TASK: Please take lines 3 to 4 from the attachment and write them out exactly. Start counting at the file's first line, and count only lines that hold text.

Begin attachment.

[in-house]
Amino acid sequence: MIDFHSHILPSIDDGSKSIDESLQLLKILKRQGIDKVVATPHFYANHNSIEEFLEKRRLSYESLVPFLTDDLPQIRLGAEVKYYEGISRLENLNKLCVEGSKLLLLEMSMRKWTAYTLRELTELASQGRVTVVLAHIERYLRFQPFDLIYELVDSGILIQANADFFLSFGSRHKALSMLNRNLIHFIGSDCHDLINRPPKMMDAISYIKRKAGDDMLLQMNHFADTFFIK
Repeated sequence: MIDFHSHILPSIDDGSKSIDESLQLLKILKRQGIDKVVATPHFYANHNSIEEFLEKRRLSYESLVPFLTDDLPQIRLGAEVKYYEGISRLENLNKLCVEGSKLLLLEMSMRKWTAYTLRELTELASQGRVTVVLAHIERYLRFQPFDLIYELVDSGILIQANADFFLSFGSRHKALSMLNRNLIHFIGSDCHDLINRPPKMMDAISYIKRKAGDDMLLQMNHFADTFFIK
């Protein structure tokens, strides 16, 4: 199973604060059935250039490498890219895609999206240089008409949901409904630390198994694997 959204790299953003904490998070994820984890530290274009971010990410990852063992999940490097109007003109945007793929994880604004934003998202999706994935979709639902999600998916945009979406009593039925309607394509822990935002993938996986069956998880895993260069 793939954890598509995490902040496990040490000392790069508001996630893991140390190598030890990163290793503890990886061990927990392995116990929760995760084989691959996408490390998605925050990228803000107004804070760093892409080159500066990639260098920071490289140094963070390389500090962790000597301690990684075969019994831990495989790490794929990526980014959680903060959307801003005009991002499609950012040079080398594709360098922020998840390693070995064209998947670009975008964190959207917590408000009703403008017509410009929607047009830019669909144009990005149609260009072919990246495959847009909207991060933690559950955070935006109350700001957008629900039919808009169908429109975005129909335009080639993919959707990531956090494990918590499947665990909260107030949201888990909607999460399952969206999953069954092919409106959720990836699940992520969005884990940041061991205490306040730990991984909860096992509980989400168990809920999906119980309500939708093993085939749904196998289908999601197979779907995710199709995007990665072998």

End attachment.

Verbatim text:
Repeated sequence: MIDFHSHILPSIDDGSKSIDESLQLLKILKRQGIDKVVATPHFYANHNSIEEFLEKRRLSYESLVPFLTDDLPQIRLGAEVKYYEGISRLENLNKLCVEGSKLLLLEMSMRKWTAYTLRELTELASQGRVTVVLAHIERYLRFQPFDLIYELVDSGILIQANADFFLSFGSRHKALSMLNRNLIHFIGSDCHDLINRPPKMMDAISYIKRKAGDDMLLQMNHFADTFFIK
């Protein structure tokens, strides 16, 4: 199973604060059935250039490498890219895609999206240089008409949901409904630390198994694997 959204790299953003904490998070994820984890530290274009971010990410990852063992999940490097109007003109945007793929994880604004934003998202999706994935979709639902999600998916945009979406009593039925309607394509822990935002993938996986069956998880895993260069 793939954890598509995490902040496990040490000392790069508001996630893991140390190598030890990163290793503890990886061990927990392995116990929760995760084989691959996408490390998605925050990228803000107004804070760093892409080159500066990639260098920071490289140094963070390389500090962790000597301690990684075969019994831990495989790490794929990526980014959680903060959307801003005009991002499609950012040079080398594709360098922020998840390693070995064209998947670009975008964190959207917590408000009703403008017509410009929607047009830019669909144009990005149609260009072919990246495959847009909207991060933690559950955070935006109350700001957008629900039919808009169908429109975005129909335009080639993919959707990531956090494990918590499947665990909260107030949201888990909607999460399952969206999953069954092919409106959720990836699940992520969005884990940041061991205490306040730990991984909860096992509980989400168990809920999906119980309500939708093993085939749904196998289908999601197979779907995710199709995007990665072998």